Is Income Volatility Really Rising? For Whom?

Jacob Hacker‘s Great Risk Shift described rising income risk over recent decades as an important and quite general phenomenon. While there’s been plenty of controversy around that claim, the most careful analysis I have seen roughly supports Hacker’s contention. (The CBO, using different data and a different methodology disagrees.)

What Hacker actually shows is that the average level of income volatility is rising. But we know that an average can hide as much as it reveals. And this is the point brilliantly developed in a provocative new working paper by my Wharton colleague Shane Jensen, and my former colleague Stephen Shore (full paper available here; warning, there are some econometric pyrotechnics involved).

Income volatility is not a single number — some people’s incomes move around over time more than others. And while Hacker and others have documented a rise in the average level of income volatility, Jensen and Shore document changes in the entire distribution of different people’s income volatilities.

A stock market analogy might be useful: some stocks are more volatile, some are less, and it is interesting to see what is happening to the volatility of different types of stocks, and not just some mythical “average stock.”

The Jensen-Shore findings are pretty stark and are sure to stir the policy debate: Despite sharp growth since the 1970’s in the average level of income volatility, median income volatility is basically unchanged. (There are some differences in samples and methods between the Jensen-Shore and Hacker analyses, but I would be surprised if that explains much.)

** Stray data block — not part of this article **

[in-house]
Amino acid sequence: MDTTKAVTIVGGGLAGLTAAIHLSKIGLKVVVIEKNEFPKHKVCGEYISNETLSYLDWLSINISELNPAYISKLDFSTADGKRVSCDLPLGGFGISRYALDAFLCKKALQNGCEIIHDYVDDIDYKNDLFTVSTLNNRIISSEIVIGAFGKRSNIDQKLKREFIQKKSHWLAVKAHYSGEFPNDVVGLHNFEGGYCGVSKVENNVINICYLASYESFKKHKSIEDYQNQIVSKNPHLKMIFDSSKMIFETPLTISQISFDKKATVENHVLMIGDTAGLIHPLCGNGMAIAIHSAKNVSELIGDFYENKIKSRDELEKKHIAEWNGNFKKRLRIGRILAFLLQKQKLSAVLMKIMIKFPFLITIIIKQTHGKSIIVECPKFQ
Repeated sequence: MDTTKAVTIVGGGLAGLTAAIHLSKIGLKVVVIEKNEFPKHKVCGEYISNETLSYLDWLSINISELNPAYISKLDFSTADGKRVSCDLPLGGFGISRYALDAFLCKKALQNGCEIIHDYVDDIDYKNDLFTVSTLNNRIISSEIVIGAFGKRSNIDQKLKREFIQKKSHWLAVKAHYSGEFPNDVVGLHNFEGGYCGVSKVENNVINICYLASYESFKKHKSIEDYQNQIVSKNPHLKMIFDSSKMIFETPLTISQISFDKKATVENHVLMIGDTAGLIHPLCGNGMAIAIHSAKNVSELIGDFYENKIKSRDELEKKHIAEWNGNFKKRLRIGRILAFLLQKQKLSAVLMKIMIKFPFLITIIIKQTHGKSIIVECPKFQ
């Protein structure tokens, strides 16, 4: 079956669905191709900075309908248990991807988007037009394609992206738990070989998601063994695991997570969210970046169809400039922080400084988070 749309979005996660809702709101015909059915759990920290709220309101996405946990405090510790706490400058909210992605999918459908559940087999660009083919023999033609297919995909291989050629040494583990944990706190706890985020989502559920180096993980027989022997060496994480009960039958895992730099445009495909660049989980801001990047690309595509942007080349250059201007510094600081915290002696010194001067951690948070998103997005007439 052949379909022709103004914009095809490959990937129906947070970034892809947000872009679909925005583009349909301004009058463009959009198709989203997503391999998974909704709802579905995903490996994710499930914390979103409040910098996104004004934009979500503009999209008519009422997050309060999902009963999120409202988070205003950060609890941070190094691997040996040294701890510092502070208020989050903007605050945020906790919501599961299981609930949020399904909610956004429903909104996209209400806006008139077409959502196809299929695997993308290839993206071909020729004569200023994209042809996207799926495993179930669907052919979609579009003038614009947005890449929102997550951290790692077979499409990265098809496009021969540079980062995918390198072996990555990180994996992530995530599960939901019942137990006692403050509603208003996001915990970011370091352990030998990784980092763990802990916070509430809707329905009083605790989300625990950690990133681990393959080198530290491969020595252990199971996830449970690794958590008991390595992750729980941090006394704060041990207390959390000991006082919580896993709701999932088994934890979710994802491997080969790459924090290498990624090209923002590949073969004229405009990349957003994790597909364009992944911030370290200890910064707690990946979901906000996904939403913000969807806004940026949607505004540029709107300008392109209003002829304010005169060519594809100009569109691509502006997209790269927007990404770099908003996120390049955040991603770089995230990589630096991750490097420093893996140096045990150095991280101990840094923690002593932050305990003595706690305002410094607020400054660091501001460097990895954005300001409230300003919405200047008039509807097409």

Indeed, there’s been no change in income volatility for most of the distribution:


Here’s the punch line:

The key driver of rising average levels of income risk is that life among the already risky has become even riskier. Indeed, you really need to look to the riskiest 5 percent of the distribution to find the rise in income risk. And this rise in risk among the already risky is so great as to be responsible for nearly all the rise in average income volatility. And who are these riskiest 5 percent? Jensen and Shore find that they are particularly likely to be self-employed.


The Jensen-Shore analysis yields an interesting scorecard: Hacker was right on average, but wrong for 95 percent of us.

And as for that earlier Hacker v. CBO debate, perhaps Jensen and Shore have a useful reconciliation. The CBO’s analysis was based on administrative income data, which we typically think of as being better than self-reported income. But in this case, one might imagine that the income swings of the very riskiest 5 percent didn’t show up on their W-2’s (think: entrepreneurs or the self-employed), and hence it is possible that the CBO data missed the rising risk among the riskiest.

You might think that the disconnect between Hacker’s thesis and the actual experiences of most people would have undermined its acceptance. But Hacker’s thesis resonated strongly with many policymakers because it somehow “feels” accurate. Here, I suspect that it is too easy to confuse the feeling that the labor market is riskier than we would like with the actual claim that income risk is higher than it was.

Perhaps the debate about the Great Risk Shift isn’t such a big deal after all: the best argument for a social safety net is that there is too much risk, not that risk has grown.

Full details, including technical wizardry, here.


the real stark finding that should stir public debate is real wage stagnation for most of the population (which incidentally effects the volatility data)- the finance industry's giant speculative swings have no bearing on Joe Punchclock's non-volatile wages that are less and less able to buy the staples of a middle class lifestyle